In January of 2014, ESPN reported that professional football remained America's most popular sport for the 30th year in a row, with its 35 percent viewership beating baseball, at 14 percent; college football, at 11 percent; and auto racing, at 7 percent. But even for those people who like to watch football, not all are knowledgeable viewers familiar with all the ins and outs of the game. Whether you are a football fanatic or just a special occasion observer, there's always something to learn.
The History of the Game
While the rowdy British sports of rugby and soccer may have provided the origins for the concept of running toward a goal while holding a ball, American football with a set of rules and markings on the field began in the late 1800s at Ivy League universities in the Eastern states. Walter Camp, who played during those years at Yale University, formed the professional Intercollegiate Football Association and is now called the "Father of American Football." In 1922, various professional leagues became today's National Football League and fielded 18 teams, including the Green Bay Packers and the Chicago Bears.
Basically, the offensive team of 11 players tries to advance across the goal line by running or throwing the football on a 100-by- 53-yard field, marked off in 1-yard intervals, while the defensive team tries to stop them by tackling players and blocking their forward motion. The teams switch roles when the offense hasn't gained 10 yards in four tries, or "downs." Specific rules cover all aspects of the game, such as one or both the runner's knees need to touch the ground for a tackle to stop the play, and that no more than 40 seconds can elapse between plays.
High School and College Football
Football permeates America at all levels, with elementary-school-aged children playing both touch and tackle football, high-school football defining recreation in small towns throughout the country and college football providing what amounts to farm teams for the professional game. Some football programs operate year-round, such as the high school seven-on-seven teams in Texas where only quarterbacks and receivers play a variation of the game in summer to keep their skills fresh.
NFL Conferences and Divisions
In 1970, the NFL reorganized by merging with the American Football League, and formed two conferences; the two now field four divisions, each containing four teams: North, South, East and West. As of 2015, the NFL's 32 teams play 16 games against each other on a rotating schedule each year. A complex system has the teams playing other teams within their division; a few other teams in their conference; and teams in the other conference based on the prior year's standings.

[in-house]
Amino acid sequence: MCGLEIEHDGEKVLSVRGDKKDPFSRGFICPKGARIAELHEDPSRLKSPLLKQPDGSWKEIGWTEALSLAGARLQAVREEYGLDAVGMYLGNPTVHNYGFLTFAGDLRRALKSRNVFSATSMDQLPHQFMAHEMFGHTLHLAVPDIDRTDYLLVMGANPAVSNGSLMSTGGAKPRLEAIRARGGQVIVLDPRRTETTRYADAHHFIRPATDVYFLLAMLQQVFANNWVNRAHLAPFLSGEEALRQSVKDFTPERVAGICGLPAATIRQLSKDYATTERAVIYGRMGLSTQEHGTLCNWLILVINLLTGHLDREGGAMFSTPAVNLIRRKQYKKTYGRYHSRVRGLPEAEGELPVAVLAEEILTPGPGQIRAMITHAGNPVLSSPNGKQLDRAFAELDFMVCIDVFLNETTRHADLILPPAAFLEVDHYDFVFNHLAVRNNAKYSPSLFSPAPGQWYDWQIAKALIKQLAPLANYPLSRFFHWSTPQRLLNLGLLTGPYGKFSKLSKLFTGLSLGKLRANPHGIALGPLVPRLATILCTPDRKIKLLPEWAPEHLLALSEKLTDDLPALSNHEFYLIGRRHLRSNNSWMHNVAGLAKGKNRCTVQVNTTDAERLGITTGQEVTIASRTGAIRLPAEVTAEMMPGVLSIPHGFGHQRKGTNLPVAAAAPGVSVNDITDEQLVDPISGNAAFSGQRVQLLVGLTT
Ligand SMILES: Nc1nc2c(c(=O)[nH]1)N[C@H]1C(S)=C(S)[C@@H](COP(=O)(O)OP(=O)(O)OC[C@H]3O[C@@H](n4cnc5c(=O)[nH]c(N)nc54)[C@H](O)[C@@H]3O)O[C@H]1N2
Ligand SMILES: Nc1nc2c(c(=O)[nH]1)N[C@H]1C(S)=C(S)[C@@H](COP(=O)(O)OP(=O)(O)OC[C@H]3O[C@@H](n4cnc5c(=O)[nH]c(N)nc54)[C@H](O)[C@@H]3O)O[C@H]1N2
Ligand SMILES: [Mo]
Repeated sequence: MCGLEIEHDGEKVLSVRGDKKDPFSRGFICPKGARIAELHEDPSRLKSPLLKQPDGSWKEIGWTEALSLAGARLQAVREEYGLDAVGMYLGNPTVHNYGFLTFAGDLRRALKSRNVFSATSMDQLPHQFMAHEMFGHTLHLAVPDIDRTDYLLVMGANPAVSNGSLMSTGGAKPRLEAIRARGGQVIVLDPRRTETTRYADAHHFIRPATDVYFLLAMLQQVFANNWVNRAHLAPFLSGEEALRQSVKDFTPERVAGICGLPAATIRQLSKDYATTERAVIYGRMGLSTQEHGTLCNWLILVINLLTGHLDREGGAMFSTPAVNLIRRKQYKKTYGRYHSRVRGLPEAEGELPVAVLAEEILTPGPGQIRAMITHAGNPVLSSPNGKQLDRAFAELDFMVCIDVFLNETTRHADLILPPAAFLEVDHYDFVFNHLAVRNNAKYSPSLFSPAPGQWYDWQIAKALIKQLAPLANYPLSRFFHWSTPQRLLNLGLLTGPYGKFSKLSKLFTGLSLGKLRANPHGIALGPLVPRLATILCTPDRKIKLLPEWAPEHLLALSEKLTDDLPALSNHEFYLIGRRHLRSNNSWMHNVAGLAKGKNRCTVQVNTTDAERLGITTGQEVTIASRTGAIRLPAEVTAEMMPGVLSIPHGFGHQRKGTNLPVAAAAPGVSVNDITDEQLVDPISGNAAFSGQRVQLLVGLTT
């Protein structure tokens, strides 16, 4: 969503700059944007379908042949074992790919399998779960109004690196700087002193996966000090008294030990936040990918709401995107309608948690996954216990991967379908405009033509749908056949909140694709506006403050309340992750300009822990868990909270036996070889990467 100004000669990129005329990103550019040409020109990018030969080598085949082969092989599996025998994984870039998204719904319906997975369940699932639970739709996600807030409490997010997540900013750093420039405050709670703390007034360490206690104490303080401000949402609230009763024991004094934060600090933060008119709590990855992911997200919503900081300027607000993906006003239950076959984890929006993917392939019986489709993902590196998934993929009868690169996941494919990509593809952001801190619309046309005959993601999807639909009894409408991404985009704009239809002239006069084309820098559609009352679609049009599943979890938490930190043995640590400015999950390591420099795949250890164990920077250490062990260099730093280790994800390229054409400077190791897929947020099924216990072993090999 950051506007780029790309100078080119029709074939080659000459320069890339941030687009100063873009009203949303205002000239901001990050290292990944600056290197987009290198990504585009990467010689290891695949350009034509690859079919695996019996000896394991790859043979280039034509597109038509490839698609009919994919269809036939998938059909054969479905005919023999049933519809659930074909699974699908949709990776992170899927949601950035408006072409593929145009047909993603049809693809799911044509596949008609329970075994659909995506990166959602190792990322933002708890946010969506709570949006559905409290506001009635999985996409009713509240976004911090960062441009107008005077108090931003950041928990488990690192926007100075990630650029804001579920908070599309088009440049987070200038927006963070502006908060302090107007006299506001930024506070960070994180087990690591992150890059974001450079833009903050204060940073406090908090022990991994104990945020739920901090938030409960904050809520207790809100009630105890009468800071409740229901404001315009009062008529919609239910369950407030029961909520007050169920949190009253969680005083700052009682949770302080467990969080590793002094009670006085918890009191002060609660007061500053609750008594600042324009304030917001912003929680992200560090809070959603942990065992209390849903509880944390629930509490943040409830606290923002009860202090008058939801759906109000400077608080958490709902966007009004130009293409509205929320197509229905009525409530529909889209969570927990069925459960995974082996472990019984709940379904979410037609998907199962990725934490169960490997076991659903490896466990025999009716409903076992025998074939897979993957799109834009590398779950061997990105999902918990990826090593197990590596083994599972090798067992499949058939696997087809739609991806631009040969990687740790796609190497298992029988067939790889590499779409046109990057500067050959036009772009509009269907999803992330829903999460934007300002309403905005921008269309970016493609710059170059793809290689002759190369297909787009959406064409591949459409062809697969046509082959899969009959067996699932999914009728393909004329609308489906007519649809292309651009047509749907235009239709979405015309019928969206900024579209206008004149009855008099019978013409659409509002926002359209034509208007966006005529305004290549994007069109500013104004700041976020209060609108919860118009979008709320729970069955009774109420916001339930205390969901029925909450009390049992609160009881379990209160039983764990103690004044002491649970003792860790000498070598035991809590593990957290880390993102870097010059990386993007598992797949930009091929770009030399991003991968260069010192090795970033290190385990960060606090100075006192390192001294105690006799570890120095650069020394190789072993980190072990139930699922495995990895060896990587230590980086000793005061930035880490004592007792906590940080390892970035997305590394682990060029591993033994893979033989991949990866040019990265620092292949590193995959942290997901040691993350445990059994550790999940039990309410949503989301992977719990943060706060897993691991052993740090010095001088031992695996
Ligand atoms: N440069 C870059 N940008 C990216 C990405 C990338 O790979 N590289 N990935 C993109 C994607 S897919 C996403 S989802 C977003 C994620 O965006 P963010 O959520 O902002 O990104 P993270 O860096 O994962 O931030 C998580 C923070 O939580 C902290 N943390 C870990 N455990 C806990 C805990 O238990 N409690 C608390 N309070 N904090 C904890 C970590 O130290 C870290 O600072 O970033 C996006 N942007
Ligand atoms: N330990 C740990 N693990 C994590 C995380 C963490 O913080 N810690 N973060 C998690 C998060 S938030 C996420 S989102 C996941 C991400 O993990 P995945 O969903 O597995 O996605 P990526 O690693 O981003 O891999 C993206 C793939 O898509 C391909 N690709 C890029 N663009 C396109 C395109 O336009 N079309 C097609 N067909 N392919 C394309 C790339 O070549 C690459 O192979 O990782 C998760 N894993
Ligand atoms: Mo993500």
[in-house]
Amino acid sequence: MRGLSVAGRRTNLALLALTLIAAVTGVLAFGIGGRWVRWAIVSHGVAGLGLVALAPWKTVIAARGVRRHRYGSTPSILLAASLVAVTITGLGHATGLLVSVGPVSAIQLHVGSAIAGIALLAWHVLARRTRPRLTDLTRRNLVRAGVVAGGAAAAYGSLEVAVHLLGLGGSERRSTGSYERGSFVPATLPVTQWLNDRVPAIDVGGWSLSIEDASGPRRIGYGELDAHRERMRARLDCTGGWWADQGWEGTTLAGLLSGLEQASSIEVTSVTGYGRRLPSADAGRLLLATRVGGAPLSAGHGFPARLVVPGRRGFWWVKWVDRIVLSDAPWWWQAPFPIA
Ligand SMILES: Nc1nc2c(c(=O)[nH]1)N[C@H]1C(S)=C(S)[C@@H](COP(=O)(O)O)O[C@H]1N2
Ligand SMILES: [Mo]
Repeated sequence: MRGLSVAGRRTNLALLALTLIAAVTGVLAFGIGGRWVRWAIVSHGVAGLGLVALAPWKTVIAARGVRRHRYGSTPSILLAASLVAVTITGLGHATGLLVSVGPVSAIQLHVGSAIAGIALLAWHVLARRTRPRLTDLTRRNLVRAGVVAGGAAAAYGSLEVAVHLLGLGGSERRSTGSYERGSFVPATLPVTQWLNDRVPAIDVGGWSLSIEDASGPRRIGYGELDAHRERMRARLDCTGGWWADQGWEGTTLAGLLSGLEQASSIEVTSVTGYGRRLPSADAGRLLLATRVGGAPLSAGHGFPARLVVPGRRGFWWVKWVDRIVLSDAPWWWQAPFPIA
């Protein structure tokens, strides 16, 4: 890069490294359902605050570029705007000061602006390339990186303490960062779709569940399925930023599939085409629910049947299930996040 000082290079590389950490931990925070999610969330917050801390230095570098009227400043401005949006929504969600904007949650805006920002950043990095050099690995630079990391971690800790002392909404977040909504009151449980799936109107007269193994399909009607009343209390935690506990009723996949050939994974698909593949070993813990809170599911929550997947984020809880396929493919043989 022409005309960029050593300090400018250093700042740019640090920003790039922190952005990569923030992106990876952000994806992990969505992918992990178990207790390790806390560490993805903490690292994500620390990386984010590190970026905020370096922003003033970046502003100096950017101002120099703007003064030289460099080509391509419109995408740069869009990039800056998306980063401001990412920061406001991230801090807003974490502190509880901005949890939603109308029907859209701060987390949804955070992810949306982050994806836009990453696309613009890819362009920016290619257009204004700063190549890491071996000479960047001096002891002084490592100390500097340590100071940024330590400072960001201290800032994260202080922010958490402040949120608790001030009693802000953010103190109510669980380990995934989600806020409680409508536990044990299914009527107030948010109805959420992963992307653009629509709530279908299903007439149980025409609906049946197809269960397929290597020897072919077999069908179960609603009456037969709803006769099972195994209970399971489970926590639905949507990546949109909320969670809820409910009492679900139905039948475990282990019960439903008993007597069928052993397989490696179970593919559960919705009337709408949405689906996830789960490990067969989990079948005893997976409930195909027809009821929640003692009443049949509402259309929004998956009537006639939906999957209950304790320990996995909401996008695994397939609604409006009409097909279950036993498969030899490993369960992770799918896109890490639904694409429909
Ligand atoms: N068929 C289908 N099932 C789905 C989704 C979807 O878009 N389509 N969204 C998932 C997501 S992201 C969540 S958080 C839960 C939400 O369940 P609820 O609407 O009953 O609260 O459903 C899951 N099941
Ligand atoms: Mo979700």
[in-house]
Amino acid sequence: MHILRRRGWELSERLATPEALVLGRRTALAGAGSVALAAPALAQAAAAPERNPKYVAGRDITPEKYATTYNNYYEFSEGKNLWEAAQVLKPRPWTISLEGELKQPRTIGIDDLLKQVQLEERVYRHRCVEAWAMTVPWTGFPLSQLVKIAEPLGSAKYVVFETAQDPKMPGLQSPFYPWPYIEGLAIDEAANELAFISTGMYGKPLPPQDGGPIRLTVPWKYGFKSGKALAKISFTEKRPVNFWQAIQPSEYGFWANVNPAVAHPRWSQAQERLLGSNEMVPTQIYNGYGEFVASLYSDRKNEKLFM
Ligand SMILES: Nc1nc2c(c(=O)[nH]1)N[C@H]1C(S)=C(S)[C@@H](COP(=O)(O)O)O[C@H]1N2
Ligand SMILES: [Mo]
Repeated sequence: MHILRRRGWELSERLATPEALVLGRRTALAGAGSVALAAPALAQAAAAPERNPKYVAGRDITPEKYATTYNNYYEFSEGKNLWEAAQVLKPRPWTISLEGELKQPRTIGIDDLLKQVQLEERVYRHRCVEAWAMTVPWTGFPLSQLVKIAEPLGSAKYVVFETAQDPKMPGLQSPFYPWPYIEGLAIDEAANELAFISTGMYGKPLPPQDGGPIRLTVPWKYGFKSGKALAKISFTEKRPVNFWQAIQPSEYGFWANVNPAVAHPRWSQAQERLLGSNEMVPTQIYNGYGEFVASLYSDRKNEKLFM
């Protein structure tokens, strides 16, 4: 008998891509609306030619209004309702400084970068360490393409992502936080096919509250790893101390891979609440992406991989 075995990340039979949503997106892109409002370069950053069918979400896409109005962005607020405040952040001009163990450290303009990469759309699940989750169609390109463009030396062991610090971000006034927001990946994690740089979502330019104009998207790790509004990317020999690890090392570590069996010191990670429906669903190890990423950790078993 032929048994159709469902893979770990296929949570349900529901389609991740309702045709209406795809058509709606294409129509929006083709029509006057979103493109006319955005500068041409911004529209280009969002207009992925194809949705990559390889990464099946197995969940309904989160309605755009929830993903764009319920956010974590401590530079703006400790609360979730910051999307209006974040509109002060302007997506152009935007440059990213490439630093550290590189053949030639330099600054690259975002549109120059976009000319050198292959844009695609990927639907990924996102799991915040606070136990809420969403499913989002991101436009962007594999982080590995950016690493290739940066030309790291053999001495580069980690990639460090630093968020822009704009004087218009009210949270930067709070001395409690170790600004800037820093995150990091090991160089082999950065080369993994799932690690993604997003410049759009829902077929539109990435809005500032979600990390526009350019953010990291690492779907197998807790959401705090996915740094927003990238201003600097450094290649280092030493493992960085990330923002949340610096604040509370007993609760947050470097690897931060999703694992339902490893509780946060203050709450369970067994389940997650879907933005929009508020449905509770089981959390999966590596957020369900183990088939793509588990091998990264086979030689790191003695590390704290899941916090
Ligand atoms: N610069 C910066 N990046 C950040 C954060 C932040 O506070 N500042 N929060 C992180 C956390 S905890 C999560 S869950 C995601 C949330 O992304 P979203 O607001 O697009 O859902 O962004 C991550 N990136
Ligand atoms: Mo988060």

Issues in the 21st Century
Concerns about money and the violence have plagued football since its inception. In 1894 the leagues banned nails on shoes, and in 2013 the NFL created a "Head Health Initiative" to develop new helmets that reduce the risk of dangerous concussions. In the 1960s rights for lucrative radio and television contracts became the subject for governmental action and in 2013, a congressional bill to remove the NFL as a tax-exempt, nonprofit organization became stuck in the Senate Finance Committee, where it remains as of 2015.
- ESPN: NFL Most Popular for 30th Year in Row
- History: Who Invented Football?
- NFL: Chronology of Professional Football
- NFL: Rule Book
- Encyclopedia Britannica: National Football League (NFL)
- CBS Sports.com: NFL Announces 2014 Regular-Season Opponents
- CBS News: Should the NFL Continue to Enjoy Non-Profit Status?
- Texas Monthly: High School Football Facts
- Encyclopedia Britannica: Gridiron Football
- Photo Credit samuelecavicchiph/iStock/Getty Images
Football Career Information
Careers in football are quite competitive. Many people aspire to play football professionally, although only a small percentage of aspiring players are...
Ski Exercise Routines
If you want to get the most out of your skiing trip, it pays to turn up at the piste in good...